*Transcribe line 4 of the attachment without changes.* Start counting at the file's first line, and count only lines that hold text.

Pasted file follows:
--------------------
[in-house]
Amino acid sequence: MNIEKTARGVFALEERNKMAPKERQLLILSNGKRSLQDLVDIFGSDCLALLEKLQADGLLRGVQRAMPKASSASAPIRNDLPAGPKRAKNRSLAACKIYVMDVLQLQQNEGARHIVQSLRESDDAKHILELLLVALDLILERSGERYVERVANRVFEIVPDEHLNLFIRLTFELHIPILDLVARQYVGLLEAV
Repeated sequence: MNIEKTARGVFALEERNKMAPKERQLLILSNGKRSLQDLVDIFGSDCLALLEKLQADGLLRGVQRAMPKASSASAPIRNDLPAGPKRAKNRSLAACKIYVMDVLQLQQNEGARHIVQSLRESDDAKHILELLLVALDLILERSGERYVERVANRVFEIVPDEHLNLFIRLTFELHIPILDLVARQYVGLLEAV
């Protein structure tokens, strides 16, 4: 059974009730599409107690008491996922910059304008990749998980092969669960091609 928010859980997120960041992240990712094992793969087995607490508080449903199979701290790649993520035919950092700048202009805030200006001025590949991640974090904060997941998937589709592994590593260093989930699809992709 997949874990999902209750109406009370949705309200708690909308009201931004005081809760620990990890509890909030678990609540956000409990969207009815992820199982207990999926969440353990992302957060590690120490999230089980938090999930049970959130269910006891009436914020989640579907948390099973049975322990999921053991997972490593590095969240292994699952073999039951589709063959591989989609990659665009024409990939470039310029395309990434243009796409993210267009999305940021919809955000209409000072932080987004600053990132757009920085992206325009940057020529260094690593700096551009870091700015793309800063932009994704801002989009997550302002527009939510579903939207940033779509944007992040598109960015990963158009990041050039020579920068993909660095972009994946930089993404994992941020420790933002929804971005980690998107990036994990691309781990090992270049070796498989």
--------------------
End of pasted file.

């Protein structure tokens, strides 16, 4: 059974009730599409107690008491996922910059304008990749998980092969669960091609 928010859980997120960041992240990712094992793969087995607490508080449903199979701290790649993520035919950092700048202009805030200006001025590949991640974090904060997941998937589709592994590593260093989930699809992709 997949874990999902209750109406009370949705309200708690909308009201931004005081809760620990990890509890909030678990609540956000409990969207009815992820199982207990999926969440353990992302957060590690120490999230089980938090999930049970959130269910006891009436914020989640579907948390099973049975322990999921053991997972490593590095969240292994699952073999039951589709063959591989989609990659665009024409990939470039310029395309990434243009796409993210267009999305940021919809955000209409000072932080987004600053990132757009920085992206325009940057020529260094690593700096551009870091700015793309800063932009994704801002989009997550302002527009939510579903939207940033779509944007992040598109960015990963158009990041050039020579920068993909660095972009994946930089993404994992941020420790933002929804971005980690998107990036994990691309781990090992270049070796498989």